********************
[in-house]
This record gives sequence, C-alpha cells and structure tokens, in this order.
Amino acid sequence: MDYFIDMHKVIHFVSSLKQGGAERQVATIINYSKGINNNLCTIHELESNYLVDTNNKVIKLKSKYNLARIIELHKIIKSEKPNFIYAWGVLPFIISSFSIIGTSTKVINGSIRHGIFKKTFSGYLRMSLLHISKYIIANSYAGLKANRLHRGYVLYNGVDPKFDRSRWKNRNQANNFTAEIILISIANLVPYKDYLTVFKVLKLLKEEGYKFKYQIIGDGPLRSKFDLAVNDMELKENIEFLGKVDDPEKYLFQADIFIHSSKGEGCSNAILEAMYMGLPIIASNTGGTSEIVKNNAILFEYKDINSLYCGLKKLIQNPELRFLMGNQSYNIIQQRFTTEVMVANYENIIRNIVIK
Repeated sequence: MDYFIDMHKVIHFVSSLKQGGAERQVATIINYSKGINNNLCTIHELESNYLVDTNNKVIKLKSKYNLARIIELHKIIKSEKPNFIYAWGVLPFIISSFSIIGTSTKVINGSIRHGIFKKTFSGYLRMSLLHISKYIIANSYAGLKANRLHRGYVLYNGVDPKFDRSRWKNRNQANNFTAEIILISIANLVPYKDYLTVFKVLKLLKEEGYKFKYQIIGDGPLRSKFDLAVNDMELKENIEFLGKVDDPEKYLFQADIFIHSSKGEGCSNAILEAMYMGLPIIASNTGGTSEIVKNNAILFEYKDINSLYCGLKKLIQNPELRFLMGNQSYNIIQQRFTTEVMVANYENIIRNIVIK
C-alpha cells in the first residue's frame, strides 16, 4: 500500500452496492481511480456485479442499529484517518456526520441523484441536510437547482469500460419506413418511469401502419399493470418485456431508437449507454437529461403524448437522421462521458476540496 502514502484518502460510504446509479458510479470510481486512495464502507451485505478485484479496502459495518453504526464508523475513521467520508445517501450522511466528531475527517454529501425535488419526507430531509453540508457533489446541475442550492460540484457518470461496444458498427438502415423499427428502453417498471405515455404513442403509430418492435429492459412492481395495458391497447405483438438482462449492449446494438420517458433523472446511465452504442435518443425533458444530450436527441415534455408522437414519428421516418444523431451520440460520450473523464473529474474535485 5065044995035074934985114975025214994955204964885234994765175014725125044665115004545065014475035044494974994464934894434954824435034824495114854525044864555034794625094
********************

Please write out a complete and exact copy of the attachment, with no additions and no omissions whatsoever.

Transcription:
[in-house]
This record gives sequence, C-alpha cells and structure tokens, in this order.
Amino acid sequence: MDYFIDMHKVIHFVSSLKQGGAERQVATIINYSKGINNNLCTIHELESNYLVDTNNKVIKLKSKYNLARIIELHKIIKSEKPNFIYAWGVLPFIISSFSIIGTSTKVINGSIRHGIFKKTFSGYLRMSLLHISKYIIANSYAGLKANRLHRGYVLYNGVDPKFDRSRWKNRNQANNFTAEIILISIANLVPYKDYLTVFKVLKLLKEEGYKFKYQIIGDGPLRSKFDLAVNDMELKENIEFLGKVDDPEKYLFQADIFIHSSKGEGCSNAILEAMYMGLPIIASNTGGTSEIVKNNAILFEYKDINSLYCGLKKLIQNPELRFLMGNQSYNIIQQRFTTEVMVANYENIIRNIVIK
Repeated sequence: MDYFIDMHKVIHFVSSLKQGGAERQVATIINYSKGINNNLCTIHELESNYLVDTNNKVIKLKSKYNLARIIELHKIIKSEKPNFIYAWGVLPFIISSFSIIGTSTKVINGSIRHGIFKKTFSGYLRMSLLHISKYIIANSYAGLKANRLHRGYVLYNGVDPKFDRSRWKNRNQANNFTAEIILISIANLVPYKDYLTVFKVLKLLKEEGYKFKYQIIGDGPLRSKFDLAVNDMELKENIEFLGKVDDPEKYLFQADIFIHSSKGEGCSNAILEAMYMGLPIIASNTGGTSEIVKNNAILFEYKDINSLYCGLKKLIQNPELRFLMGNQSYNIIQQRFTTEVMVANYENIIRNIVIK
C-alpha cells in the first residue's frame, strides 16, 4: 500500500452496492481511480456485479442499529484517518456526520441523484441536510437547482469500460419506413418511469401502419399493470418485456431508437449507454437529461403524448437522421462521458476540496 502514502484518502460510504446509479458510479470510481486512495464502507451485505478485484479496502459495518453504526464508523475513521467520508445517501450522511466528531475527517454529501425535488419526507430531509453540508457533489446541475442550492460540484457518470461496444458498427438502415423499427428502453417498471405515455404513442403509430418492435429492459412492481395495458391497447405483438438482462449492449446494438420517458433523472446511465452504442435518443425533458444530450436527441415534455408522437414519428421516418444523431451520440460520450473523464473529474474535485 5065044995035074934985114975025214994955204964885234994765175014725125044665115004545065014475035044494974994464934894434954824435034824495114854525044864555034794625094